I found it quite interesting that Chambers raised a key challenge to the research and academic community – again, in 1983 – that has still not been addressed in a substantial way: "Supposedly rigorous in research methodology, academics are astonishingly unrigorous in the diffusion of their findings. To impress peers and promotion boards they publish impenetrable prose in prestigious journals… Enormous sums are devoted to research and little to diffusion of research results. Diffusion and impact are often left to take care of themselves" (p. 62-63). To this concern, I add the challenges of people who need access to the research (i.e. government staff, policy makers) do not have access to the journal articles.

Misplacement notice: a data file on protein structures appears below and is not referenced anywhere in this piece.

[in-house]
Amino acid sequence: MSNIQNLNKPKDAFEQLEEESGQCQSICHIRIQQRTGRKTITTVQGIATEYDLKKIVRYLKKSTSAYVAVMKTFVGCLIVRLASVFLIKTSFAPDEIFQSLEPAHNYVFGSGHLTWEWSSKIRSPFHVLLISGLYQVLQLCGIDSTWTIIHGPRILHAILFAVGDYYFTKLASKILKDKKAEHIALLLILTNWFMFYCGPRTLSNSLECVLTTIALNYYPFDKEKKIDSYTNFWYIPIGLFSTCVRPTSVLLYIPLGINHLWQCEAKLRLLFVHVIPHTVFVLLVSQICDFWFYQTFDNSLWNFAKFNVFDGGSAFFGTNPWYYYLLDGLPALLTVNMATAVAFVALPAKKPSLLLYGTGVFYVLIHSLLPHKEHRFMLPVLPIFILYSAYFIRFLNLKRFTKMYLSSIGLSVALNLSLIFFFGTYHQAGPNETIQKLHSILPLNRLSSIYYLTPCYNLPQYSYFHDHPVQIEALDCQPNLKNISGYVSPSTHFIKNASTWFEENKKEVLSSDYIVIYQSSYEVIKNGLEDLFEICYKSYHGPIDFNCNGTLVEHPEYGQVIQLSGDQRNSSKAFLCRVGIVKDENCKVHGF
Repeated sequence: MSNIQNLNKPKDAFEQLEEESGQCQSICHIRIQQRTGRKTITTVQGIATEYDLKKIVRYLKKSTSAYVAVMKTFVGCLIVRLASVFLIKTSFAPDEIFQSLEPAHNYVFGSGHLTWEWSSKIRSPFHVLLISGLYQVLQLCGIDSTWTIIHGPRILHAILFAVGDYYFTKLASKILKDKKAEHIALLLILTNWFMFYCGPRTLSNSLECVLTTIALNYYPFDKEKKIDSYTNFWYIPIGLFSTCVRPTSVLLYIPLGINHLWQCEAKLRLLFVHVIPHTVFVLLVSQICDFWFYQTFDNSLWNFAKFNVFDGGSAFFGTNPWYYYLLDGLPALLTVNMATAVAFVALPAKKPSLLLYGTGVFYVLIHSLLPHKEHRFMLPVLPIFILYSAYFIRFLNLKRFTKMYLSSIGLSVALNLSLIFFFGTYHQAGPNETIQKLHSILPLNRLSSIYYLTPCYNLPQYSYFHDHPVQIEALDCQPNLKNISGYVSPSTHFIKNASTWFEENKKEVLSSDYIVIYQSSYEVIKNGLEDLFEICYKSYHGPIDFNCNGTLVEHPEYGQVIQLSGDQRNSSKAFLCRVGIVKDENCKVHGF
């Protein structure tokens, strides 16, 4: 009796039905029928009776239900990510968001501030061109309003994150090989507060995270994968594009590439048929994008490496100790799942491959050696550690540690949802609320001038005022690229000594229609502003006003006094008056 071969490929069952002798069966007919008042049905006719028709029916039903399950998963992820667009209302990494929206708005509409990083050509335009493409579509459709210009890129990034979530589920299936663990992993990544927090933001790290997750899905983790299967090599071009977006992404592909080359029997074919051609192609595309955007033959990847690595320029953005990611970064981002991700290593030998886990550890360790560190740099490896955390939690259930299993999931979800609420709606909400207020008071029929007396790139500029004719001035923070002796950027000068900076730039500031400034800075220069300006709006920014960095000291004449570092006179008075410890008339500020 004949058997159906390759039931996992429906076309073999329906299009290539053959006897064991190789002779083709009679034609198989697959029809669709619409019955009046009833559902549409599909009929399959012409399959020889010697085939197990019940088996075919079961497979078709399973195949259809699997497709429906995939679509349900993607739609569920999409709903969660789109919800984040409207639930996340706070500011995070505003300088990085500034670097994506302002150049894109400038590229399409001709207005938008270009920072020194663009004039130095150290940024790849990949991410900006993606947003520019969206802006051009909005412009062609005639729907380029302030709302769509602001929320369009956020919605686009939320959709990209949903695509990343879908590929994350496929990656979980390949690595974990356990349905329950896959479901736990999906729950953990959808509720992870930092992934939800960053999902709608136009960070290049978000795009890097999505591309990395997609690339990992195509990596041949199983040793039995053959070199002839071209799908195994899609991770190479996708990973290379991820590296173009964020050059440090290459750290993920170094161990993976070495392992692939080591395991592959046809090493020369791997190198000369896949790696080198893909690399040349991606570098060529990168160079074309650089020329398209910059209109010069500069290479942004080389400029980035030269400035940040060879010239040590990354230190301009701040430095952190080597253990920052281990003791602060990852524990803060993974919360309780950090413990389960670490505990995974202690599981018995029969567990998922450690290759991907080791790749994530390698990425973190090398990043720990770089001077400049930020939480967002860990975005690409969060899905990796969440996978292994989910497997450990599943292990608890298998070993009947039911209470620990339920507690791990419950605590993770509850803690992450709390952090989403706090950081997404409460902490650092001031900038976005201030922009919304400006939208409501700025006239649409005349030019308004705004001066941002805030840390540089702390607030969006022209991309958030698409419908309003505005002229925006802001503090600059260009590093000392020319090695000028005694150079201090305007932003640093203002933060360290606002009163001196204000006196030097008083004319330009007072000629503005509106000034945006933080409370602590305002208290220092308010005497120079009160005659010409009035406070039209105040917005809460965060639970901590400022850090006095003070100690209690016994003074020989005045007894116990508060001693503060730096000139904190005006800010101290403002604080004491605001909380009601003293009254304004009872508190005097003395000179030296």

One of the practical solutions Chambers offers to challenges the biases is for outsider professionals "to step down off their pedestals, and sit down, listen and learn" (p. 101) and to recognize "small farmers as professionals and colleagues, as fellow experimenters and developers of technology" (p. 206). The final chapter, however, explicitly offers concrete recommendations, and concludes: "These six approaches – sitting; asking and listening; learning from the poorest; learning indigenous technical knowledge; joint R and D [Research and Development]; learning by working; and simulation games – all reverse the learning process. They encourage and enable those being trained or educated to learn from the many below and not just from the few above" (p. 209).